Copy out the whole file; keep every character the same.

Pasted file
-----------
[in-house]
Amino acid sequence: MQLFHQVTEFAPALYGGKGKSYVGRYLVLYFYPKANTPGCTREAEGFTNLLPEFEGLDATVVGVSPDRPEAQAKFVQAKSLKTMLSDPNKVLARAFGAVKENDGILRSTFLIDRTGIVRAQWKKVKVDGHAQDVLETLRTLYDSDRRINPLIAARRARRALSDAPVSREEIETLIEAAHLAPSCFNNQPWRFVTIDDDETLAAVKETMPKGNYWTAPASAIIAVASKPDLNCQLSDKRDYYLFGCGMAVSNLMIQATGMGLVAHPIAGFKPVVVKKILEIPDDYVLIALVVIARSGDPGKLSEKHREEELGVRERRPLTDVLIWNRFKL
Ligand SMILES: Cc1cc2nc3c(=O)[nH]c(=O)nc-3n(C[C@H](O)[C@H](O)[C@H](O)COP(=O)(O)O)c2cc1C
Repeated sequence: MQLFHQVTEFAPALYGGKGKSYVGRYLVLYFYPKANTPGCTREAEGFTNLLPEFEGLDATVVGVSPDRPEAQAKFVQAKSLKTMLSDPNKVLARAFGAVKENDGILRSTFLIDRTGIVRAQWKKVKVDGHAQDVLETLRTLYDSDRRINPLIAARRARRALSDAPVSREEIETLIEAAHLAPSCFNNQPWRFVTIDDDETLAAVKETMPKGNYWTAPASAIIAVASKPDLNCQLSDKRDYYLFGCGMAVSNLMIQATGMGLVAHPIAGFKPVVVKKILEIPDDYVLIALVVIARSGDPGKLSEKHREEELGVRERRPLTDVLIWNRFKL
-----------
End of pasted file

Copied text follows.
[in-house]
Amino acid sequence: MQLFHQVTEFAPALYGGKGKSYVGRYLVLYFYPKANTPGCTREAEGFTNLLPEFEGLDATVVGVSPDRPEAQAKFVQAKSLKTMLSDPNKVLARAFGAVKENDGILRSTFLIDRTGIVRAQWKKVKVDGHAQDVLETLRTLYDSDRRINPLIAARRARRALSDAPVSREEIETLIEAAHLAPSCFNNQPWRFVTIDDDETLAAVKETMPKGNYWTAPASAIIAVASKPDLNCQLSDKRDYYLFGCGMAVSNLMIQATGMGLVAHPIAGFKPVVVKKILEIPDDYVLIALVVIARSGDPGKLSEKHREEELGVRERRPLTDVLIWNRFKL
Ligand SMILES: Cc1cc2nc3c(=O)[nH]c(=O)nc-3n(C[C@H](O)[C@H](O)[C@H](O)COP(=O)(O)O)c2cc1C
Repeated sequence: MQLFHQVTEFAPALYGGKGKSYVGRYLVLYFYPKANTPGCTREAEGFTNLLPEFEGLDATVVGVSPDRPEAQAKFVQAKSLKTMLSDPNKVLARAFGAVKENDGILRSTFLIDRTGIVRAQWKKVKVDGHAQDVLETLRTLYDSDRRINPLIAARRARRALSDAPVSREEIETLIEAAHLAPSCFNNQPWRFVTIDDDETLAAVKETMPKGNYWTAPASAIIAVASKPDLNCQLSDKRDYYLFGCGMAVSNLMIQATGMGLVAHPIAGFKPVVVKKILEIPDDYVLIALVVIARSGDPGKLSEKHREEELGVRERRPLTDVLIWNRFKL